With seating for 2,100 the Palau, the only Modernist UNESCO World Heritage Building (since 1997), was intimate yet large enough to be self sustaining as a concert venue. It offered a serious reverence for the music it hosted within a warm, playful and art filled setting. The diverse cross section of visitors and concert goers I saw that day was evidence of its broad appeal.
Three hundred concerts were held at the Palau annually and nearly 200,000 curious people toured its facilities during the day. In addition to attending an evening concert, I indulged my curiosity with a daytime tour. I was rewarded for my efforts with the opportunity to explore the theater’s main hall somewhat at my leisure (compared to the limitations existent during a full concert hall). The tour and concert experience confirmed my first impression: that the theater was a special place even within a city that seemed enamored with art and architectural design. The next time I am in Barcelona I plan to attend another concert at the Palau de la Música Catalana.
Established The Palau was built between 1905 and 1908 under the supervision of Luís Domenech i Montaner, an architect, with funding from private donations. In 2004, the most recent renovation took place. At that time the Petit Palau, Plaza del Palau and Restaurante El Mirador were added.
Handicapped Access The Palau welcomed attendees with handicaps. Handicapped access was via C/ Palau de la Música, 4-6. The staff recommended that handicapped visitors contact the venue in advance at + 34 902 442 882.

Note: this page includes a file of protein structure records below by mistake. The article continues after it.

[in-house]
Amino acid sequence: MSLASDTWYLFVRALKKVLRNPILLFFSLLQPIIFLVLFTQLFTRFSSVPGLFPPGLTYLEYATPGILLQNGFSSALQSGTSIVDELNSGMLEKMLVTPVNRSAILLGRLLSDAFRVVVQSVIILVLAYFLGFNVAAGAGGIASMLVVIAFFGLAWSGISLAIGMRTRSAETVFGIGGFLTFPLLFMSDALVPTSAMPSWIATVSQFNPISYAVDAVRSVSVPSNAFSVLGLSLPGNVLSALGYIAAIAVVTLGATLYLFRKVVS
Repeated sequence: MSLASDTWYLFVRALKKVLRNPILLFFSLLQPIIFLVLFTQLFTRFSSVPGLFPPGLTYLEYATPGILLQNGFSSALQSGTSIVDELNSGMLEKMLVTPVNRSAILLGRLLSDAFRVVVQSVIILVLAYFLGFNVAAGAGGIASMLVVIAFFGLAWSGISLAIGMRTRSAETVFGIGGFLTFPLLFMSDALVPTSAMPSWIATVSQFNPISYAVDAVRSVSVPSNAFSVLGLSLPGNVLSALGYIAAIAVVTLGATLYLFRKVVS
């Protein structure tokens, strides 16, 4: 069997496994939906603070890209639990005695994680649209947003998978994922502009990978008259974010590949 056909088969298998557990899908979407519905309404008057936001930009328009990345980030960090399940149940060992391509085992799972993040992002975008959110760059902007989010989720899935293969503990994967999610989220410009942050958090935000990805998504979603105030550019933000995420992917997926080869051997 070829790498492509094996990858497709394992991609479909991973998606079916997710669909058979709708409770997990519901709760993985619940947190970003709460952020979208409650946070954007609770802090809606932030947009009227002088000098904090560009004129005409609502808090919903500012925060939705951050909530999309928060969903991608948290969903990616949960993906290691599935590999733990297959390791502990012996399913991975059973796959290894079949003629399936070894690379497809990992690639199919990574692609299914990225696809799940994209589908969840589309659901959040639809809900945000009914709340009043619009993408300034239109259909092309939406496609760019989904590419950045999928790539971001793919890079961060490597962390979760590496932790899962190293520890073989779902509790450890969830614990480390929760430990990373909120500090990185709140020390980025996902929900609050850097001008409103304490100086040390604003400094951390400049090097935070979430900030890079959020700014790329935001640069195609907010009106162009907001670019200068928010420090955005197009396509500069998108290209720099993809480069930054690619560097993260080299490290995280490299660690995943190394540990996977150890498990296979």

Location The concert hall is in Ciutat Vella, the city’s historic quarter.
Owned-Managed The Palau de la Música Catalana was owned by Orfeó Català, a one hundred year old nonprofit association dedicated to the promotion of Catalan culture, especially music and in particular choral music. Beginning in February 2011 the general manager of the Palau was Joan Oller.
Size The 14,749 square meter property housed a ten story structure, seven stories above ground and three basement levels. It had seating for 2,146 people in the main hall and 538 in the Petit Palau. One hundred twenty staff worked at the Palau.
Transportation A taxi was the best way to reach the theater. Public transportation options included buses and the subway. It was possible to take bus lines 17, 19, 40 and 45 and metro lines I and IV stopping at the Urquinaona Station.
The rectangular building, equal in height and width, was set around a semicircular stage and characterized by a fantasy ode to nature decorative style. Inside the main hall a glance upward revealed a striking stained glass skylight in the form of an inverted dome featuring a sun and forty women’s faces. The other side of the main hall adjacent to the main facade was dedicated to Luís Millet, founder of the Orfeó Catalá. The two story tall area, thought simple by comparison to the main section, stood out thanks to its large stained glass windows with floral motifs. Through the windows it was possible to see the 14 columns, each with distinctive floral decorations, of the building facade.
The skylight, ceramic mosaics and large side windows filled the room with light. Noteworthy were eccentric lamps, columns with floral motifs, music themed sculptures, the work of Dídac Masana and Pau Gargallo, and music muses set atop red mosaic, the work of Eusebi Arnau and Lluís Bru respectively. The entrance foyer housed a cafe and bar and highlighted open brickwork, ceramic accents on the ceiling and the original design by Domenech i Montaner.
Reviewers Article and Photos by Elena del Valle
Would You Visit This Attraction Again Yes